Total bill: $17,979 for this procedure, including lab work, pharmacy fees, and sterile supplies. Cigna’s negotiated in-grid price was $8,424.14, of which the insurance company paid the hospital $3,254.47. Yuengling was billed for $5,169.67, which is the balance of the withholding.

What gives: It is not uncommon for uninsured patients—or any patient willing to pay cash—to be charged significantly less for a procedure than patients who have health insurance. For the roughly 30% of American workers with high-deductible plans, such as Yuengling, this means that using insurance can lead to far greater expenses than if they were uninsured or pulled out a credit card for prepayment.

Ge Bai, associate professor at the Johns Hopkins Bloomberg School of Public Health Search this topic He said hospitals in the US often set their cash rates lower than they charge for treating commercially insured patients.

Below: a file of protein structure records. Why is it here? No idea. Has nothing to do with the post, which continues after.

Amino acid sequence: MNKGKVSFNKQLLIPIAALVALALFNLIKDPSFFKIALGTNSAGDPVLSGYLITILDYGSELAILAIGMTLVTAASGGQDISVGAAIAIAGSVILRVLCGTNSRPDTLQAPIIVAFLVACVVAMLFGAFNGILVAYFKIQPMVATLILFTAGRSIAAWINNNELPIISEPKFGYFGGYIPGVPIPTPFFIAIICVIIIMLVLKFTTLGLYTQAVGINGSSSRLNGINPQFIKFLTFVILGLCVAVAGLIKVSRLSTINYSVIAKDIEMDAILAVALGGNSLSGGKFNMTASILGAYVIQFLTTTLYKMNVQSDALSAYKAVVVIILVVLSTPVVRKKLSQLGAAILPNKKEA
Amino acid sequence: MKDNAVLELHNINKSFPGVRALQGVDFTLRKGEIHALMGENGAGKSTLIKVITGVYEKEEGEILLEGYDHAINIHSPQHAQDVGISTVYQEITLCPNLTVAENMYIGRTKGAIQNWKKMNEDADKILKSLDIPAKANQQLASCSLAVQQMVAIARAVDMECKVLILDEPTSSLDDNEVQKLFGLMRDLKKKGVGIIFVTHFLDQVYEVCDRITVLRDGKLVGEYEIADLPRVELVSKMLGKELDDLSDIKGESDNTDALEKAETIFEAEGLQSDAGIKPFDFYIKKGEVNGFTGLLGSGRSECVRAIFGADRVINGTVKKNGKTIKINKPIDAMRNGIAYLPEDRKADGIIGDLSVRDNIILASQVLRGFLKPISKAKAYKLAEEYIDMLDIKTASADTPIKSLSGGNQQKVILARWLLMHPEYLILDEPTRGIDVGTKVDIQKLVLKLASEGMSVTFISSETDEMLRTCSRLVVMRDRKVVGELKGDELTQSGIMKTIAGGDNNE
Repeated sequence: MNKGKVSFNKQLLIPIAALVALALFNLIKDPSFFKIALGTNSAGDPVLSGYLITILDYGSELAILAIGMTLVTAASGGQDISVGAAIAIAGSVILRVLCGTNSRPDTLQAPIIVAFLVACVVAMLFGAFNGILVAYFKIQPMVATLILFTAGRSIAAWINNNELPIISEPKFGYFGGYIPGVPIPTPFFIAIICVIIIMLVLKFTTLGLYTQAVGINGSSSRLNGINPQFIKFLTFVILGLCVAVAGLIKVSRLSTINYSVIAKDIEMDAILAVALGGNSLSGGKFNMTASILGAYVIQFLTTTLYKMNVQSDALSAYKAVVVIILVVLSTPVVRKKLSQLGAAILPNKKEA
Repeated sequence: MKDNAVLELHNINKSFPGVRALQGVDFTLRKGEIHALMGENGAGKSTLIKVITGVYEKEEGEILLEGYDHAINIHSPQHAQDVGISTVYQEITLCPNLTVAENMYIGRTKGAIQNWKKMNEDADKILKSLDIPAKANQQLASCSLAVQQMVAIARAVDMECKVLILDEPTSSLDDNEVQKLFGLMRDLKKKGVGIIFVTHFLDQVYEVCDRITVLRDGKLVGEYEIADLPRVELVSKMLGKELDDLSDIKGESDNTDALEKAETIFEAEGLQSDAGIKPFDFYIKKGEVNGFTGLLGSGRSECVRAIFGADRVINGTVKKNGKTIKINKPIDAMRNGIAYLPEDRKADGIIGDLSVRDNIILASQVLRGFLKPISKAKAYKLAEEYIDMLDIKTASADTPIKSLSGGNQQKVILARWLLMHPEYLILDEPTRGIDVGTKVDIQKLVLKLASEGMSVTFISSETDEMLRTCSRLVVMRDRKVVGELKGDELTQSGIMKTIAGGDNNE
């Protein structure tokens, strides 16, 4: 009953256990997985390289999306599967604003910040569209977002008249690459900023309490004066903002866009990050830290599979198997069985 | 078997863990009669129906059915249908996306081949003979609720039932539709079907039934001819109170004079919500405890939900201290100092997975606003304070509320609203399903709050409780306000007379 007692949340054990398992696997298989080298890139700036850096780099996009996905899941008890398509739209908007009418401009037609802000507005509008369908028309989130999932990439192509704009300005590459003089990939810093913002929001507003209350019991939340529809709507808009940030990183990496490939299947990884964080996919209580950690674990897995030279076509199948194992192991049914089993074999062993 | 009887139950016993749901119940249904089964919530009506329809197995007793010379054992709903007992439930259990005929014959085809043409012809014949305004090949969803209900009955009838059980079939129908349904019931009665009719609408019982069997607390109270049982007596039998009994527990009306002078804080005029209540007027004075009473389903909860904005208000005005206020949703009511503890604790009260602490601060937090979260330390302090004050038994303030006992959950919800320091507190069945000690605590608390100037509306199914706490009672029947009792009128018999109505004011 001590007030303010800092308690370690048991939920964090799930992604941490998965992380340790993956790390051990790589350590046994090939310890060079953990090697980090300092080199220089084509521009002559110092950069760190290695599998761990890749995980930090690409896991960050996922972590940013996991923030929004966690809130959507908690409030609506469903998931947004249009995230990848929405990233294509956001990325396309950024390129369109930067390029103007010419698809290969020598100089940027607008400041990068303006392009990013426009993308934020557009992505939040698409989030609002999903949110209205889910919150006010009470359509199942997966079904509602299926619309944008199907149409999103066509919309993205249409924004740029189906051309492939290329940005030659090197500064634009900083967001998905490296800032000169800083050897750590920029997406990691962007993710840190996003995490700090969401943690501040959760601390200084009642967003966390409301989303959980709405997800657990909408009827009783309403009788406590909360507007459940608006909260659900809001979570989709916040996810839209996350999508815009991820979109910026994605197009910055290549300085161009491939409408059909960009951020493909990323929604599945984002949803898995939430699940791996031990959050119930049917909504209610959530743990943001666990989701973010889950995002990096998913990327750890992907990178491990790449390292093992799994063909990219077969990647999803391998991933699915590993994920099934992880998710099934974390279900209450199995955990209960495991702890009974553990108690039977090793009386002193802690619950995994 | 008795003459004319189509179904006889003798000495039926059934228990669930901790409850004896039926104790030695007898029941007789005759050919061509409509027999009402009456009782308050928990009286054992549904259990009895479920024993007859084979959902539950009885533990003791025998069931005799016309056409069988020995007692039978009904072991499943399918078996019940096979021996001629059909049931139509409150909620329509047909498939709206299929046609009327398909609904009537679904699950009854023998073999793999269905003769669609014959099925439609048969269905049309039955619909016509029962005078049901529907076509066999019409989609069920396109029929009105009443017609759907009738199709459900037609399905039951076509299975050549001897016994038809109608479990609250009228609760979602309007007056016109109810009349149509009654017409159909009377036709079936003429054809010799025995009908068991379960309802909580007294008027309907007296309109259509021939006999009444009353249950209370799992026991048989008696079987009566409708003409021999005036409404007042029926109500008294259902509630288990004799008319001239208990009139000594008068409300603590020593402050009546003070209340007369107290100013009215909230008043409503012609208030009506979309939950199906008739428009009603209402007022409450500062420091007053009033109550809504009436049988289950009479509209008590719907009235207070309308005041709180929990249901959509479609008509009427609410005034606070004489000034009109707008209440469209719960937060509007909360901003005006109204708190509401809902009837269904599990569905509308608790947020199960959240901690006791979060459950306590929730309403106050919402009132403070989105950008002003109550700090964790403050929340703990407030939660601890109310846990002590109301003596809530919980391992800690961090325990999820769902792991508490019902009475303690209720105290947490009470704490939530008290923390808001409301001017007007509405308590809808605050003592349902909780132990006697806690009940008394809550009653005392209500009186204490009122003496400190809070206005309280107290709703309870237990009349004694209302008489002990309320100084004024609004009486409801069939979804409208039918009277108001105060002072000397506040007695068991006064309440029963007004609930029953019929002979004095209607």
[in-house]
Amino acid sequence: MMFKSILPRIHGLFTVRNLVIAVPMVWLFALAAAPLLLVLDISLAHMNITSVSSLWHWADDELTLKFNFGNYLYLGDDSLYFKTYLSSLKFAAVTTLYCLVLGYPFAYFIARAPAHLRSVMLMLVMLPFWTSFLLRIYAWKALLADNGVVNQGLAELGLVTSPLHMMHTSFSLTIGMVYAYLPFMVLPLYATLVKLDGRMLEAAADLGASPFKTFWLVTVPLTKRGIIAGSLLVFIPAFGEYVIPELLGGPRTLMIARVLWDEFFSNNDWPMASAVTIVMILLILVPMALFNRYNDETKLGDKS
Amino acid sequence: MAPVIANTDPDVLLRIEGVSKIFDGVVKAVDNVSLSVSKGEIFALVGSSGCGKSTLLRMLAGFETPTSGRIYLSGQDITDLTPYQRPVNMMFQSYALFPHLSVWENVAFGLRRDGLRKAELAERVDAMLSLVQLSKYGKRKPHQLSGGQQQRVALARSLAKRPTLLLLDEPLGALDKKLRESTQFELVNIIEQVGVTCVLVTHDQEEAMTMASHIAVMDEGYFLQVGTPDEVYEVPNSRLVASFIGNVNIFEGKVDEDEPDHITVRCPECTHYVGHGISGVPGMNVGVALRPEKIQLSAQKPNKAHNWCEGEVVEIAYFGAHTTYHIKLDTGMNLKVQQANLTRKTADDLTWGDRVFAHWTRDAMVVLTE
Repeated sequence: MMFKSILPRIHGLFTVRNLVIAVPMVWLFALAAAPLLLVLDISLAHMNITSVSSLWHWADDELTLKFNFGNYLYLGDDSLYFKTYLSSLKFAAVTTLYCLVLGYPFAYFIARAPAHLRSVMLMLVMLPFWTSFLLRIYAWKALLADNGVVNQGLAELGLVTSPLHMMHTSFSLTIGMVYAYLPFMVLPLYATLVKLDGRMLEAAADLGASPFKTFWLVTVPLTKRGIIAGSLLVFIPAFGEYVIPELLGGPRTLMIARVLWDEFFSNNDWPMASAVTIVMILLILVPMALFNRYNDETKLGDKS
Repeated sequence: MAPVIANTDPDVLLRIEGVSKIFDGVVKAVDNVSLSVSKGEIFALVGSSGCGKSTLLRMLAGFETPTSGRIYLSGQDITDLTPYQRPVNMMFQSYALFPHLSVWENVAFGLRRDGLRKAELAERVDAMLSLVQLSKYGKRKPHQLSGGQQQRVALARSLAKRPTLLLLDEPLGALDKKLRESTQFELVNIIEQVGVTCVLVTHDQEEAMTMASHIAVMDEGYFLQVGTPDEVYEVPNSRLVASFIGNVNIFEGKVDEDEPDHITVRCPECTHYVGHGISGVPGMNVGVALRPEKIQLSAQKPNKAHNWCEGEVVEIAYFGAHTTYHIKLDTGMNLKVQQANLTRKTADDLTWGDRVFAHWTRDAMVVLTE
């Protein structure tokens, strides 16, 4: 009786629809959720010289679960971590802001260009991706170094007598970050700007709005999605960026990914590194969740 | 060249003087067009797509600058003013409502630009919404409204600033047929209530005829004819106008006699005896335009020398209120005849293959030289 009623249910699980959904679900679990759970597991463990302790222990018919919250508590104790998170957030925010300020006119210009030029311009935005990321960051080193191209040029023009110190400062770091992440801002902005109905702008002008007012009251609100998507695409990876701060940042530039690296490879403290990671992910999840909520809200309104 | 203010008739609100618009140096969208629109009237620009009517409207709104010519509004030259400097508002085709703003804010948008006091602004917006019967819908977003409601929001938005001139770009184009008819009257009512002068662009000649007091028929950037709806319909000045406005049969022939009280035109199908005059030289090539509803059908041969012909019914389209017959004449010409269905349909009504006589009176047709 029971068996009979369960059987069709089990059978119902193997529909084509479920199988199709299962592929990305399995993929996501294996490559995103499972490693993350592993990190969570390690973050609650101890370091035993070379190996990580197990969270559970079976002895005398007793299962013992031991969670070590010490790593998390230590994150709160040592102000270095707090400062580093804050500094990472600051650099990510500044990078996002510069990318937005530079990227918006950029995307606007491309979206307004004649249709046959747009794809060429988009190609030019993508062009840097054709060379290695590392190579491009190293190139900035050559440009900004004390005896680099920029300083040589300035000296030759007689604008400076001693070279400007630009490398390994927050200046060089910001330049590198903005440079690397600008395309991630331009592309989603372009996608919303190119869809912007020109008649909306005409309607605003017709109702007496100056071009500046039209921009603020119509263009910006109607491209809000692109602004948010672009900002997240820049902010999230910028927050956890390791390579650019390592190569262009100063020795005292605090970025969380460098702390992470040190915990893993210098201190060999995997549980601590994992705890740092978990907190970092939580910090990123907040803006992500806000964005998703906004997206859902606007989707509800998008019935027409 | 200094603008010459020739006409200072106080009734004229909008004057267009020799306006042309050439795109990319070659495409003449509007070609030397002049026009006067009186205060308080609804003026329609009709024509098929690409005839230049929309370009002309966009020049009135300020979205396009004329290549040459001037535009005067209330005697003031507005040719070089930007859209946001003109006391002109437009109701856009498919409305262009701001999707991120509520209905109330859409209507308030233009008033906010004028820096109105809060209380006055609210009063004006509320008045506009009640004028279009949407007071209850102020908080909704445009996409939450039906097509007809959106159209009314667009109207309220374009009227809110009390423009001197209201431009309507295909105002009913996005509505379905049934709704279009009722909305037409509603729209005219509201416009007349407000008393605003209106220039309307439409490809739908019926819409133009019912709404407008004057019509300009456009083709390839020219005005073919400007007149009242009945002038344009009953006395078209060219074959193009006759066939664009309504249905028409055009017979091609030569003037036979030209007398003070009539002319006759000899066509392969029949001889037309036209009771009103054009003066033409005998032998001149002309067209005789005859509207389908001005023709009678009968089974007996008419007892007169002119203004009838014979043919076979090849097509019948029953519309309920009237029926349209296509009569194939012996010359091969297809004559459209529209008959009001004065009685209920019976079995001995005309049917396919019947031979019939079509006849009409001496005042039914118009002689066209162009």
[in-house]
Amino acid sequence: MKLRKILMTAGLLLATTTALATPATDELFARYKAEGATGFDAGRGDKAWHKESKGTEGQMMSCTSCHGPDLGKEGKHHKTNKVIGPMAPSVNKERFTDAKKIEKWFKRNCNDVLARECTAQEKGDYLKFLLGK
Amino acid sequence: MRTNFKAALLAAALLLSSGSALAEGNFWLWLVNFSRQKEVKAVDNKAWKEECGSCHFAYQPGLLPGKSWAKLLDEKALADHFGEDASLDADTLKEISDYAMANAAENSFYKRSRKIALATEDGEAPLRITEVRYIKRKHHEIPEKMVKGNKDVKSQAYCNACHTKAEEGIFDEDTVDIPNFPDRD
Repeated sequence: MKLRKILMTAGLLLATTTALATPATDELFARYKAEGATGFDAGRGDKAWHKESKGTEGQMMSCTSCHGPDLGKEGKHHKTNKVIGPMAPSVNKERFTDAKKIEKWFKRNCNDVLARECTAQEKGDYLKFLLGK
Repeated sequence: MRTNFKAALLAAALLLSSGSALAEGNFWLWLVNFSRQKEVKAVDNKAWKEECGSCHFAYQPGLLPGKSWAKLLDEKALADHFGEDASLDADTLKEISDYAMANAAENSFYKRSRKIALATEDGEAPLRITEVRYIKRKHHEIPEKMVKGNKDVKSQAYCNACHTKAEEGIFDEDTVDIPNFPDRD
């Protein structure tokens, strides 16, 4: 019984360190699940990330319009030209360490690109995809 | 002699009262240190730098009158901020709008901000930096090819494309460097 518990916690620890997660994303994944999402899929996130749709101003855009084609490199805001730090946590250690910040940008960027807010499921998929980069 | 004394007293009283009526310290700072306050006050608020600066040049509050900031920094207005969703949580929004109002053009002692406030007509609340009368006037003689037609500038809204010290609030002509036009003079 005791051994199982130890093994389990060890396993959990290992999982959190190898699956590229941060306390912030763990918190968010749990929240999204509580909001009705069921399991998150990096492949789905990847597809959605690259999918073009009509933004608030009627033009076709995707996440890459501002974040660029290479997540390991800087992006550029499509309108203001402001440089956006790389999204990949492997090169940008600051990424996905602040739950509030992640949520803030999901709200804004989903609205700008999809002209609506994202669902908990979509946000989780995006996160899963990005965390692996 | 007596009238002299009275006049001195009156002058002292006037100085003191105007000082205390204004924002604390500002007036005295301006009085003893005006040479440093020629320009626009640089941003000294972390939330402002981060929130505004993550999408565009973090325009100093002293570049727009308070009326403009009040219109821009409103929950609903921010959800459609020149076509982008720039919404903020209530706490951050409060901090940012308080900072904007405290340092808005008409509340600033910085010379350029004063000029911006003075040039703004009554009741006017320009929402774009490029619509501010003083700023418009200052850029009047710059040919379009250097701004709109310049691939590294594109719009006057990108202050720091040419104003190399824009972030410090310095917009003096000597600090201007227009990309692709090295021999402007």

“We can say with very confidence that this is very common,” said Bey, who advised all patients, regardless of their insurance status, to inquire about the cash rate before undergoing the procedure. “It should be the norm.”

The Grand Strand charged Yongling’s insurance a very high price for the operation. In comparison, according to Federal government websiteMedicare patients who require an ultrasound-guided biopsy similar to the one received by Yuengling will pay only about $300 — the required 20% co-insurance for outpatient care. Medicare will pay the hospital the remainder of the bill, about $1,200. The hospital expected more than five times the Medicare price from Yuengling and its insurance company.

Patients in Conway who have private health insurance and who are treated at other hospitals are usually charged less than Yuengling paid for the same procedure — on average about $3,500, according to the fair healthy consumeran organization that analyzes health insurance claims.

And uninsured patients who pay cash and need an ultrasound-guided breast biopsy at nearby Conway Medical Center are likely to owe less — about $2,100, according to Alison Floyd, a spokeswoman for the hospital.